Materials and Methods

The 13 proteins synthesized by the mitochondrial genome of 17 species (see Table S1) were obtained from the NCBI (National Centre for Biotechnology Information). Only 17 sequences were used to avoid noise (convergent evolution) in the genes used, since amphibians seem to have a higher rate of nucleotide substitution while coelacanths and Australian lungfish have a lower rate. This will cause many problems when trying to compute any phylogenetic analysis. All the 12 species of tetrapods used were amphibians (in which 6 were salamanders). It was made sure that representatives from all the 3 orders of Amphibia namely Caudata (salamanders, newts, etc.), Anura (frogs, toads), and Gymnophiona (caecilians) were taken in the analysis. Since there is still debate about the relationship between coelacanths, lungfishes and tetrapods, an exact tree cannot be used for the analysis by TreeSAAP (Selection on Amino Acid Properties using phylogenetic Trees) [19]. Hence the analysis was performed by computing the 12 tetrapod species separately, 3 lungfishes and 2 coelacanths. Physicochemical amino acid changes among residues in mitochondrial protein coding genes were identified by the algorithm implemented in TreeSAAP, which compares the observed distribution of physicochemical changes inferred from a phylogenetic tree with an expected distribution based on the assumption of completely random amino acid replacement expected under the condition of selective neutrality. TreeSAAP also helps us to find positive or negative selection in the given sequences (Positive selection indicates that amino acid replacements are being preferred by natural selection, whereas negative selection means they are less frequent than expected by chance and are influenced by negative or purifying selection). This is done by computing the influence of amino acid properties in the given sequences. The positive selection was calculated by taking two different considerations. In the first consideration the values (called z-scores) of the individual amino acid sites were analyzed, and in the second consideration the entire protein sequence values was analyzed. For the calculation of positive selection when the entire protein was taken into analysis, the total sum value of all the individual amino acid sites needs to be calculated, this included the positive selection and the negative selection values of the individual amino acid sites. For example assume a protein has 4 amino acids. Assume the individual amino acid site values are 2, −2, −6, 4. Hence one amino acid site has been influenced by positive selection (any value above 3.09 was considered as positive selection, this value is most commonly used for this program). Now to calculate the positive selection when the whole protein sequence is taken to consideration add all the values (2+(−2)+(−6)+4 = −2). Since −2<3.09 this protein has not undergone positive selection (the detailed z-scores given by TreeSAAP are available on request to the corresponding author). Hence different results are possible when the entire protein sequence and individual amino acid sites are analyzed. Out of the 31 amino acid properties available in the software, only 20 were used in the analysis (see Text S1). This was done to increase the accuracy in detecting protein adaptation and to prevent false indications of protein adaptation. TreeSAAP was implemented by grouping changes into categories from 1 to 8, 1 being the most conservative and 8 being the most radical. When positive selection is detected in lower, more conservative magnitude ranges (categories 1, 2, or 3), the amino acid properties are considered to be under a type of stabilizing selection (here defined as selection that tends to maintain the overall biochemistry of the protein, despite a rate of change that exceeds the rate expected under conditions of chance). Conversely, when positive selection is detected in greater, more radical magnitude ranges (categories 6, 7, or 8), the amino acid property or properties are considered to be under destabilizing selection (here defined as selection that results in radical structural or functional shifts in local regions of the protein). We make the assumption that positive-destabilizing selection represents the unambiguous signature of molecular adaptation because when radical changes are favored by selection, they result in local directional shifts in biochemical function, structure, or both. For such changes to be favored by selection (i.e., for such changes to be more abundant than expected by chance), they must instill an increased level of survival and/or reproductive success in the individuals who possess and propagate them (refer [20] for more details). In this study we choose to focus on amino acid property changes of categories 6, 7, and 8 because they unambiguously indicate a significant change in the protein (See Table S2).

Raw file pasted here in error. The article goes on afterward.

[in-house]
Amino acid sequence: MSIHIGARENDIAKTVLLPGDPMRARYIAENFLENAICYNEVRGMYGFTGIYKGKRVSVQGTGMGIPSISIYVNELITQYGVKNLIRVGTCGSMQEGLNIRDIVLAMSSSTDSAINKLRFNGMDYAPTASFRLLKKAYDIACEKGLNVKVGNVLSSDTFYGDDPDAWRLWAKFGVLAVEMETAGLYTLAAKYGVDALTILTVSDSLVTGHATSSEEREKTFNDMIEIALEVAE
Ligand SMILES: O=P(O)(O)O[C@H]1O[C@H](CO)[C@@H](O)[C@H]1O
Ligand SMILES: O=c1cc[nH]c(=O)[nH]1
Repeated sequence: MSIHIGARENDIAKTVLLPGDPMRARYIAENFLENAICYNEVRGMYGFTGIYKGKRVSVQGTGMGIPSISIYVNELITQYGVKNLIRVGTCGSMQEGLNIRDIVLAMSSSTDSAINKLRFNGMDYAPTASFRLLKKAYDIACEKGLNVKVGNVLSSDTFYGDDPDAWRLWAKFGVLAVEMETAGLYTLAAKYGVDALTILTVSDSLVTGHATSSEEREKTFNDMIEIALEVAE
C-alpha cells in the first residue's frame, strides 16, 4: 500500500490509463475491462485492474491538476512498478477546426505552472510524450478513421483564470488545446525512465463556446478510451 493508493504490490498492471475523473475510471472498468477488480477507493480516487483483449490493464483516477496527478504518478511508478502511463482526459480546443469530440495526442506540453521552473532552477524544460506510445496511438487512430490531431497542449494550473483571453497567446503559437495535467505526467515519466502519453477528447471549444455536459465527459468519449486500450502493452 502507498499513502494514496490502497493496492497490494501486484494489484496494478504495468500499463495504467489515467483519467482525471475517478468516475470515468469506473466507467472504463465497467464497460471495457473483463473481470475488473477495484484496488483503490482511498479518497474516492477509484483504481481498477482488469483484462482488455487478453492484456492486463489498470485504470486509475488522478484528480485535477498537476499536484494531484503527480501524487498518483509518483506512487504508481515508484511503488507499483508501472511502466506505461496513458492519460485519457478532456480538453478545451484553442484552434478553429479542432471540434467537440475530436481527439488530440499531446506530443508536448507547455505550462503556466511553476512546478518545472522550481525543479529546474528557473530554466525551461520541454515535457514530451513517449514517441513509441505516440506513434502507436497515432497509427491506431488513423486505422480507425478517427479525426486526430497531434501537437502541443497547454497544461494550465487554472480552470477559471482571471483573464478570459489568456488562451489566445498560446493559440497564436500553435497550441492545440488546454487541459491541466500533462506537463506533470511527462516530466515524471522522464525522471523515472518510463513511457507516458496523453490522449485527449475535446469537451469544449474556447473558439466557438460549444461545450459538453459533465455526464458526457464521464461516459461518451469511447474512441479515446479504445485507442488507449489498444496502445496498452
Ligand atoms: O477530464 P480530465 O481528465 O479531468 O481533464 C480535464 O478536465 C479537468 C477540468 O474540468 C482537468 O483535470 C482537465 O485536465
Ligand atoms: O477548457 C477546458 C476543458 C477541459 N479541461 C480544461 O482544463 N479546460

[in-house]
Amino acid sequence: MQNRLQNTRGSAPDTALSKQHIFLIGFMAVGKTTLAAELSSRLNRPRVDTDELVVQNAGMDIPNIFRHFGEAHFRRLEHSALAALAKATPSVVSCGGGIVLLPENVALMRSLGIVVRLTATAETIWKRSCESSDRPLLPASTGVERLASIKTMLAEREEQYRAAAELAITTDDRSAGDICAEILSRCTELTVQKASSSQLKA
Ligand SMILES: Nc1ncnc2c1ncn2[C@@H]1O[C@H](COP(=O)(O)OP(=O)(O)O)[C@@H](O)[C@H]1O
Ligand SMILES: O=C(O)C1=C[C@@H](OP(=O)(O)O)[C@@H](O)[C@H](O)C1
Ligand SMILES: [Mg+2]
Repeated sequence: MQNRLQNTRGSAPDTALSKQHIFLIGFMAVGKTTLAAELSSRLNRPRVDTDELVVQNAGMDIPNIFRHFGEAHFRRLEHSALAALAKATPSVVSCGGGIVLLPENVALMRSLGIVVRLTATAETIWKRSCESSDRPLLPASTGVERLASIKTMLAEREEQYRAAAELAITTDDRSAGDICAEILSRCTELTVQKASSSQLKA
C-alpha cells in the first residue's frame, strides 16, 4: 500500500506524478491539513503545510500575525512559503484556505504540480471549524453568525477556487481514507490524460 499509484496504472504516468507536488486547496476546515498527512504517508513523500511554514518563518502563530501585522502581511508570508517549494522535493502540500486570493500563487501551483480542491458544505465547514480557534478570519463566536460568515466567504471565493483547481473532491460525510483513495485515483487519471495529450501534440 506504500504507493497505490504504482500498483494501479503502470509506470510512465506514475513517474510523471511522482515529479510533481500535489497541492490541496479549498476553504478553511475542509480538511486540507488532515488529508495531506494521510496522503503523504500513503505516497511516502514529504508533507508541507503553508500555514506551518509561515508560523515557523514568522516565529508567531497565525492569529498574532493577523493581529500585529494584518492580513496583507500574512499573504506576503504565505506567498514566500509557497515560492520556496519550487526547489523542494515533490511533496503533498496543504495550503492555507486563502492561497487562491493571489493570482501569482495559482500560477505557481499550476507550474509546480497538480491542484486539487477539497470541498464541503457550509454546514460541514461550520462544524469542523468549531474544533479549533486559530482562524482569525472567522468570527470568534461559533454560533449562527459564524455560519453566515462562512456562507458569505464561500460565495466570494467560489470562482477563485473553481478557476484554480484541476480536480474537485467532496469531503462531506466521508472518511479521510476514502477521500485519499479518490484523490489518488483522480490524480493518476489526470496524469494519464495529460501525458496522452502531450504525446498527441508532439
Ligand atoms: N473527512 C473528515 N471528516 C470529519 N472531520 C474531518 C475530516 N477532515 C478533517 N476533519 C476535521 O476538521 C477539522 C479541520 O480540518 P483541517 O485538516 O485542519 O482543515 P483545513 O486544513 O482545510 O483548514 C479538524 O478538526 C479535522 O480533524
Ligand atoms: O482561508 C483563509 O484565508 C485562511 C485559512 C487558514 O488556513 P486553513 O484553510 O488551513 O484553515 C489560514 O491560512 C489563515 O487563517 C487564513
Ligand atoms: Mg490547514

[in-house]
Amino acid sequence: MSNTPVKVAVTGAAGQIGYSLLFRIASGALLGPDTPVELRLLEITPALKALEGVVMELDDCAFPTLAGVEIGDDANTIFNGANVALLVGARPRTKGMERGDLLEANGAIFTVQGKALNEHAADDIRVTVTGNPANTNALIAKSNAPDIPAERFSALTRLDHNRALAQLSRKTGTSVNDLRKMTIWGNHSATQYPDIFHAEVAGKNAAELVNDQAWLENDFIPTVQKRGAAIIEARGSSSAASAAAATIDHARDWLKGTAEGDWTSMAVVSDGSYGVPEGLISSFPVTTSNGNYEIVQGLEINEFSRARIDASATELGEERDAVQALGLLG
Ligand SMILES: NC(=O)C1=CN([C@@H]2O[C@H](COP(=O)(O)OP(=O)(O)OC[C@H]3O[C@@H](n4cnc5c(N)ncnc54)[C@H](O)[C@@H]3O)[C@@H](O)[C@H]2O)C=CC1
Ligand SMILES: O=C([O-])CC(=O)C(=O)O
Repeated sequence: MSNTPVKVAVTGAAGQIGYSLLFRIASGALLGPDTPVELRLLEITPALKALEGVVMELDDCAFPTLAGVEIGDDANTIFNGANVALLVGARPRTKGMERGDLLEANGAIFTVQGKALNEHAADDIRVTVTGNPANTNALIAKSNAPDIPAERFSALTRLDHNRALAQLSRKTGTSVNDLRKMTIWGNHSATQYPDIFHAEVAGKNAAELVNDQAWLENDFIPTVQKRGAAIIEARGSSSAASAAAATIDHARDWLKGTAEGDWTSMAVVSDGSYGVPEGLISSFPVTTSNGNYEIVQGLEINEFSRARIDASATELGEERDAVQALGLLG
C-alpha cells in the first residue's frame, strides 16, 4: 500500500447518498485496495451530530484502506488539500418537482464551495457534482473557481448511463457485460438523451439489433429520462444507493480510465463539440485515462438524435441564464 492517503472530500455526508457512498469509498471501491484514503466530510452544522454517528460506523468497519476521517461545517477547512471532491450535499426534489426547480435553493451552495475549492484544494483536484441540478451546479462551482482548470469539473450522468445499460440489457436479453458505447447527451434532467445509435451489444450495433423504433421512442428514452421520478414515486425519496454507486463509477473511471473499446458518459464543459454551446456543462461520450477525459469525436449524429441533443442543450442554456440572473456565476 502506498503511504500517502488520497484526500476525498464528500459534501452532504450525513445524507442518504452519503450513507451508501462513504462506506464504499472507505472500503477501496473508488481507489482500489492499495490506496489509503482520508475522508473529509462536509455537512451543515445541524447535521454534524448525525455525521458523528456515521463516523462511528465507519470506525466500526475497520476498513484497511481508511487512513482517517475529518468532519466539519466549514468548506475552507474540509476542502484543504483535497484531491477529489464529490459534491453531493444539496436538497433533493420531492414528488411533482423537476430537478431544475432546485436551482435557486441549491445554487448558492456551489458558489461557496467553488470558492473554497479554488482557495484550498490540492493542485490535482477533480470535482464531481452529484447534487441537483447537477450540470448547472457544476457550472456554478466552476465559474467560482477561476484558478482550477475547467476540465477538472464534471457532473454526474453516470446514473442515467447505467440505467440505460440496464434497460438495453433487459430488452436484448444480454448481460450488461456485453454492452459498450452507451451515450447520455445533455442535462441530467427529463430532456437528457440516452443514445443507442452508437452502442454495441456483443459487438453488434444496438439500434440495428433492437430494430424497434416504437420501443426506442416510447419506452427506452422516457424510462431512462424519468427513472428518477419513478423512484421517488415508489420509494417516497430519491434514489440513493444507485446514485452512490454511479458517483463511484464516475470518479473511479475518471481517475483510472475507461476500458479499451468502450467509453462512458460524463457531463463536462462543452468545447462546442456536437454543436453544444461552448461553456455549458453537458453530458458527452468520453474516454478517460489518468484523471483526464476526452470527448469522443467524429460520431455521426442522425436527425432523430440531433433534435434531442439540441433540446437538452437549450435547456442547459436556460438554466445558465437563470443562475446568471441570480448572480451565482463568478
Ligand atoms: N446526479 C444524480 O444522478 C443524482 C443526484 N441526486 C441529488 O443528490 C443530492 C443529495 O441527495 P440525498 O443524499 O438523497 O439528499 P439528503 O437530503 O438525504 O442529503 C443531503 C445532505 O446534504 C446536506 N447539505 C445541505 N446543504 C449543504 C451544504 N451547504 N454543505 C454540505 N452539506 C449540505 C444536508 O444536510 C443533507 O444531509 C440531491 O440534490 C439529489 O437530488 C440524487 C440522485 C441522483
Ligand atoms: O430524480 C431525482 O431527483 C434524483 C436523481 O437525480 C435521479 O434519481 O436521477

The GEOCARBSULF model [21] was used to know the atmospheric oxygen levels during the Devonian. It is a combination of earlier GEOCARB models for CO2 and the isotope mass balance model for O2. GEOCARBSULF is a computer model that takes account of the major factors thought to influence atmospheric O2 and CO2. These models account for “forcings,” which are processes that affect the levels of these gases. Principal forcings for O2 are burial of organic matter and pyrite (FeS2) in sediments, their weathering on the continents, and rates of metamorphic and volcanic degassing of reduced carbon and sulfur-containing volcanic gases, such as sulfur dioxide.


Adaptive Evolution Results